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I've written a library for internal use (that I'm waiting for work to agree to open source) that basically lets you bundle a group of asynchronous calls into a single callback. I prefer this method because it doesn't try and hide the asynchronous nature of the code, it just frees you up from having to nest your callbacks N deep when you require the output from all N asynchronous operations to continue. Wondering what others think about this? Do folks prefer the methods in this article that let you hide the asynchronous nature of some code?

It's been done. One of the best libraries for managing asynchronous code in JS without hiding it away is http://github.com/caolan/async

I agree wholeheartedly, by the way. There's way too much scope for leaky abstractions when you try to hide away the true nature of asynchronous code.

Same reason, I think, why most people are lukewarm about using continuations in web development, like e.g. Seaside does: in principle, very neat, very clean, but it hides away a fundamental aspect of how the web works, which can lead to all sorts of unforeseen behavior re. caching, debugging et cetera.

"There's way too much scope for leaky abstractions when you try to hide away the true nature of asynchronous code."

Done properly, that's not terribly true. Done properly, correct code transformers can actually bring you a lot of power, such as handling exceptions correctly across asynchronous boundaries or enabling much more powerful control flows, such as being able to freely pass in callbacks that themselves may have asynchronous functionality, layered arbitrarily deeply. The only thing that can "leak" is exactly where the asynchronous breaks occur, but it's not that hard to see that.

It's quite debatable that "the true nature" of asynchronous code is in the manually-scheduled hacked up code that you write by hand in Node.js or similar tools. Other environments that don't require that make a good case for saying that the "true nature" of asynchronous code looks like the synchronous code, only with capable scheduling, and the real "leaky abstraction" is the way your terrible, terrible language runtime scheduler is poking out and requiring you to manually transform your relatively simple code into a spaghetti mess to satisfy it. There's your leaky abstraction, and what leaks out is daggers slicing your code to ribbons.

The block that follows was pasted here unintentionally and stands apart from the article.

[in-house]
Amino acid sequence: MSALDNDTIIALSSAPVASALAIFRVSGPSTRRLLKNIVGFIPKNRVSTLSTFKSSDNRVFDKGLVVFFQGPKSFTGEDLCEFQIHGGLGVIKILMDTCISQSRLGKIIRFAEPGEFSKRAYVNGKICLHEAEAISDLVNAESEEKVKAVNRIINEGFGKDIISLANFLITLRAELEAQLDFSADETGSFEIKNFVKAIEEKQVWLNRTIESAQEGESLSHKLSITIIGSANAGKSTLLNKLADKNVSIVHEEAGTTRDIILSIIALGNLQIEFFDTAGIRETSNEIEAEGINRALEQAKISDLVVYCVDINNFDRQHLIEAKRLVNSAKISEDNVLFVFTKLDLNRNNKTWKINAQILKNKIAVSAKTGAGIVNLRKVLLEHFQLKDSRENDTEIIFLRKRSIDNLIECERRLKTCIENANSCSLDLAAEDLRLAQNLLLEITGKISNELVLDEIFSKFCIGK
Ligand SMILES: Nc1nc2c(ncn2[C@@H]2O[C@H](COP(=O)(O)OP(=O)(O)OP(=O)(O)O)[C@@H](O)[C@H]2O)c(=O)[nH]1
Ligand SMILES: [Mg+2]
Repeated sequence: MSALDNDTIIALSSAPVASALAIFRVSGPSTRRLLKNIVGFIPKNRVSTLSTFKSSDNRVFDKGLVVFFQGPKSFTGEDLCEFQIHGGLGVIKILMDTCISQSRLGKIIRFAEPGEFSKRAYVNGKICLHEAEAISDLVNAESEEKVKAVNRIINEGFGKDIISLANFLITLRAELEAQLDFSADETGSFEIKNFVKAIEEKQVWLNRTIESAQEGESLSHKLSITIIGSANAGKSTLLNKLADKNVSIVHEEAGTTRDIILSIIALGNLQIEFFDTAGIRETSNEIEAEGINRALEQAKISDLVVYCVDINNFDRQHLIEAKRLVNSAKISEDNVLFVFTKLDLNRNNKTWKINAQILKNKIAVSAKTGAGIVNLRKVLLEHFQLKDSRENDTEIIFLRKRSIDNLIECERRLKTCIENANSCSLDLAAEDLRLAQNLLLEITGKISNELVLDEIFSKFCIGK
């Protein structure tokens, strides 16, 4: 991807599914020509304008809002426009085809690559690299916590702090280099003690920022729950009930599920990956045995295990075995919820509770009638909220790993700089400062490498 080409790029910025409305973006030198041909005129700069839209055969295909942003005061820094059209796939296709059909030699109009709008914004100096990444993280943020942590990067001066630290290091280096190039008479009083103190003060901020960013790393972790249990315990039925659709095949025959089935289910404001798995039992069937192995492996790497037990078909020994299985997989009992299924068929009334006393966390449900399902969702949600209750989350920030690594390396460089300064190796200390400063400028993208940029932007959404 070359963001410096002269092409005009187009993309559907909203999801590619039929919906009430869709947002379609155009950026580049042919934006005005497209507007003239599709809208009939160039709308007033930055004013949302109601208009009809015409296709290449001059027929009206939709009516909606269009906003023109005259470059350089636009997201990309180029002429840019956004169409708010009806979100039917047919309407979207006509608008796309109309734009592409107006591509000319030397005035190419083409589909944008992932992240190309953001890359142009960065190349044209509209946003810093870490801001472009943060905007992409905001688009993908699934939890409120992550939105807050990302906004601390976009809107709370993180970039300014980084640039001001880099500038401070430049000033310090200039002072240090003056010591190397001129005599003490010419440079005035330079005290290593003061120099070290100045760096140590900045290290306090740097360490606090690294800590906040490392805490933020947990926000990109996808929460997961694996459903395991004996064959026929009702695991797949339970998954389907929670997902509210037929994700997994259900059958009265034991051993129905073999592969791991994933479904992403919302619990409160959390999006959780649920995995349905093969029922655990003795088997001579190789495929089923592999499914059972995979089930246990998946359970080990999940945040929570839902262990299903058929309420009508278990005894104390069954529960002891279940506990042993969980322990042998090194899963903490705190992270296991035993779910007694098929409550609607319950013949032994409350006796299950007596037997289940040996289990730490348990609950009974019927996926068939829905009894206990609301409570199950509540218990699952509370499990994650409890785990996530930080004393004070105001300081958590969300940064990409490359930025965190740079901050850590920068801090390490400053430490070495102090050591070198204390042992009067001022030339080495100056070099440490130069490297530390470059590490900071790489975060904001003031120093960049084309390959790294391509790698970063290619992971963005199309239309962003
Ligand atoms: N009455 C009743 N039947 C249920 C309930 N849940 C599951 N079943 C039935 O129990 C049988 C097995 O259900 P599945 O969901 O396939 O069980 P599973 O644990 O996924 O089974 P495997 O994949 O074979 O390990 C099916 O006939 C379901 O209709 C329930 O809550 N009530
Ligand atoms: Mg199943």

Yeah, I assumed there had to be libraries to do this already, but didn't come across anything that did what I wanted. I'll check out async though, thanks for the heads up.

There are many many attempts at solving this problem, both libraries and preprocessors. None seem to satisfy a large audience, most people seem to deal with the callback nesting and hope to avoid cases where it gets super ugly.

I have a lot bookmarked on github, these are mostly libraries.

https://github.com/coolaj86/futures https://github.com/substack/node-seq https://github.com/marcuswestin/fun https://github.com/creationix/step https://github.com/chriso/chain.js https://github.com/substack/node-chainsaw https://github.com/caolan/async https://github.com/kriszyp/promised-io https://github.com/kriszyp/node-promise https://github.com/technoweenie/node-chain-gang https://github.com/creationix/do https://github.com/willconant/flow-js https://github.com/creationix/conductor

Some branches of CoffeeScript are also trying to ease the pain. Defer keyword didn't make it into CoffeeScript main. My impression is CoffeeScript makes callback hell less ugly anyway, so there is less need for adding a complex language feature that generates unreadable JavaScript.

While I appreciate why people would want to abstract around them for some use cases, I gotta point out that nested serial callbacks aren't just a nuisance. 95%ish of the serial cbs I've written in Node have benefited from their nested lexical scoping: A cb in a serial chain tends to rely on results from earlier in the chain, and it's nice to be able to refer to variables in the outer scopes without having to pass hella arguments between callbacks.

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